Fun with MySQL case sensitivity

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So I was preparing the data for this website locally on my machine. My staging environment was pretty much the same (same Java VM, JBoss AS, MySQL version, etc.) The only difference is the operating system, it's OS X and the live site is running on CentOS. I created a package to deploy and everything looked fine. Until I edited documents on the live site. MySQL started to throw constraint violation errors it didn't show in the staging environment.

Now, it took me about half an hour to realize what was going on and I hope this will save someone some time:

  • MySQL is case sensitive or not wrt identifiers in the database catalog.
  • This depends on the operating system it is running on, which clearly doesn't make any sense but you learn it at some point. Table names, for example in SQL queries or even in foreign key constraint declarations (references FOO...) have to be specified in the correct case if you run MySQL on Linux but not if you run it on OS X.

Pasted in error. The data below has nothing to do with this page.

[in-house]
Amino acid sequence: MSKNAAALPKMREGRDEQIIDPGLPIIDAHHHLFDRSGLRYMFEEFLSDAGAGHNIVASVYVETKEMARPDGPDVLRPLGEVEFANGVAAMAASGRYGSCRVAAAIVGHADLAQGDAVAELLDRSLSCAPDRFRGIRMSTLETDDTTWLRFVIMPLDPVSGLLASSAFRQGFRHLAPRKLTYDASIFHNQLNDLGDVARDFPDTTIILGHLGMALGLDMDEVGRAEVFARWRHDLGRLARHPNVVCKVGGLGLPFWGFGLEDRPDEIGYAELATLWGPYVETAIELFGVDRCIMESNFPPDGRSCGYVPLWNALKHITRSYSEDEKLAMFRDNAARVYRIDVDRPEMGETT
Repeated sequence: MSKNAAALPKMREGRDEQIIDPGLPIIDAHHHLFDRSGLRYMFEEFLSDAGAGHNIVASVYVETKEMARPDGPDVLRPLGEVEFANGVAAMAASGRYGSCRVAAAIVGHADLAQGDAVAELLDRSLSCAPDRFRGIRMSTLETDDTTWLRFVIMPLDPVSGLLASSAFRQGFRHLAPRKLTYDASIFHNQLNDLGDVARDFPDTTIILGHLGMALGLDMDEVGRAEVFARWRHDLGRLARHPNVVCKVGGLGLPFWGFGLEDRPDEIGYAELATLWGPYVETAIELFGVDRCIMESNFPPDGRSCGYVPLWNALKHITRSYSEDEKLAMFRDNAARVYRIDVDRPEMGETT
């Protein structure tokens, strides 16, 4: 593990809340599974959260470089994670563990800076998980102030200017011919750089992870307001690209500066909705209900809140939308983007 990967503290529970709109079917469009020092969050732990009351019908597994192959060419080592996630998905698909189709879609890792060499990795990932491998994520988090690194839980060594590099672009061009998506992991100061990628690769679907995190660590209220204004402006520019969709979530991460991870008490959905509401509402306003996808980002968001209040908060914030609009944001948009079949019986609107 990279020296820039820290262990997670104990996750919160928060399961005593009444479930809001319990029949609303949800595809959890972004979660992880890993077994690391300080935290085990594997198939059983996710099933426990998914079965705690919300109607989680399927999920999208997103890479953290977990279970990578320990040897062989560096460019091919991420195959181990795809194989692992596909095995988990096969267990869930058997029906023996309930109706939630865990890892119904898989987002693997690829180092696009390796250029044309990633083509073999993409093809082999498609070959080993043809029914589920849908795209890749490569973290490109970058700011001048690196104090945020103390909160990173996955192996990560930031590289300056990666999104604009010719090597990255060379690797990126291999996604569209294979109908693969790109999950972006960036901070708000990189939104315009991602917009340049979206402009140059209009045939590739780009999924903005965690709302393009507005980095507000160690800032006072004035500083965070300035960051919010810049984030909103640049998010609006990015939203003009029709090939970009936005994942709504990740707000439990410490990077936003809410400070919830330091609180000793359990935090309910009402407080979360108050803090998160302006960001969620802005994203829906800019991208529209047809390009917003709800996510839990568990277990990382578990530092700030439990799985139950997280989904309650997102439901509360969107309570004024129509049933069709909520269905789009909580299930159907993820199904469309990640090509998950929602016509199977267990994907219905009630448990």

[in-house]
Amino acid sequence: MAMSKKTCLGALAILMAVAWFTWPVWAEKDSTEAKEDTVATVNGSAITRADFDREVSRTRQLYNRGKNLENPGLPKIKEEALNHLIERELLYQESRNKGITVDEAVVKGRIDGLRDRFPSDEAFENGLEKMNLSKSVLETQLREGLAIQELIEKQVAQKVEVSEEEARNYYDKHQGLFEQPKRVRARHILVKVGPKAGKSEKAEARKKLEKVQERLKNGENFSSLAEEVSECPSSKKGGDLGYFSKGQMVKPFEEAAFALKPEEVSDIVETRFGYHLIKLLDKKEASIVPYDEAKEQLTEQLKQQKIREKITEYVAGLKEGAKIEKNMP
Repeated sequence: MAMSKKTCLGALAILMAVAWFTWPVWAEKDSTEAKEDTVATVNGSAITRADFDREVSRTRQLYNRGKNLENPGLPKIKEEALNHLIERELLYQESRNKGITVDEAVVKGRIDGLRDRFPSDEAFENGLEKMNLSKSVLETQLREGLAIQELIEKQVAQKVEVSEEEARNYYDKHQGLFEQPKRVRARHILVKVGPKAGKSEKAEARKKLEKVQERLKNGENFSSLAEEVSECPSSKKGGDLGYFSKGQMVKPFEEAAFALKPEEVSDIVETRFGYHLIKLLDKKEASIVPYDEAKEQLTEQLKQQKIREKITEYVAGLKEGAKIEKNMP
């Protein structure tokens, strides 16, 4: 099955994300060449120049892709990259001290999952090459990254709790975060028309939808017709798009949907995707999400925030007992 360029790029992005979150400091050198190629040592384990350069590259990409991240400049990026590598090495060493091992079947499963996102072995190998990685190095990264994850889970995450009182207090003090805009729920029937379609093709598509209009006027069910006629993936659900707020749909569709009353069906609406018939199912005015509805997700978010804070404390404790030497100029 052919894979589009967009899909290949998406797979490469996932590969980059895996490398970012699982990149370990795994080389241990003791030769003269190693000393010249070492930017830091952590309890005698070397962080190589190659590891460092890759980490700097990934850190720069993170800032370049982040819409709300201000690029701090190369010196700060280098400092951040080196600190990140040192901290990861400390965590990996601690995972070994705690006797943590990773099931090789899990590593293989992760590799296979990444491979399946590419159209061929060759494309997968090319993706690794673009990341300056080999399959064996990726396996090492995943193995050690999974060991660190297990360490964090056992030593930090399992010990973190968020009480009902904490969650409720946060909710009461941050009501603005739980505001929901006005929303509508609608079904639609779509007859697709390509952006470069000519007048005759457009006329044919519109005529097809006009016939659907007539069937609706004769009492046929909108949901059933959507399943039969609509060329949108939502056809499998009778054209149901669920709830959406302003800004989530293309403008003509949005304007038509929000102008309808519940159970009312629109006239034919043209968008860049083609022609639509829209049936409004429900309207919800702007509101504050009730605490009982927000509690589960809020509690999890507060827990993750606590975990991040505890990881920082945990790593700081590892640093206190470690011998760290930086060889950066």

I know this and I have written all database identifiers in uppercase everywhere, in all source and scripts. What I didn't expect was that the mysqldump tool, which I used to export the package for deployment from the staging database, generates all constraint declarations in the exported file with lowercase references 'foo'.

This you'd usually consider a regular bug in a tool, if MySQL would have caught it on import. But no, it silently ignored these obviously illegal constraint declarations (because the target table can't be found), imported them anyway, and then failed at runtime with a constraint violation. Nice, eh?

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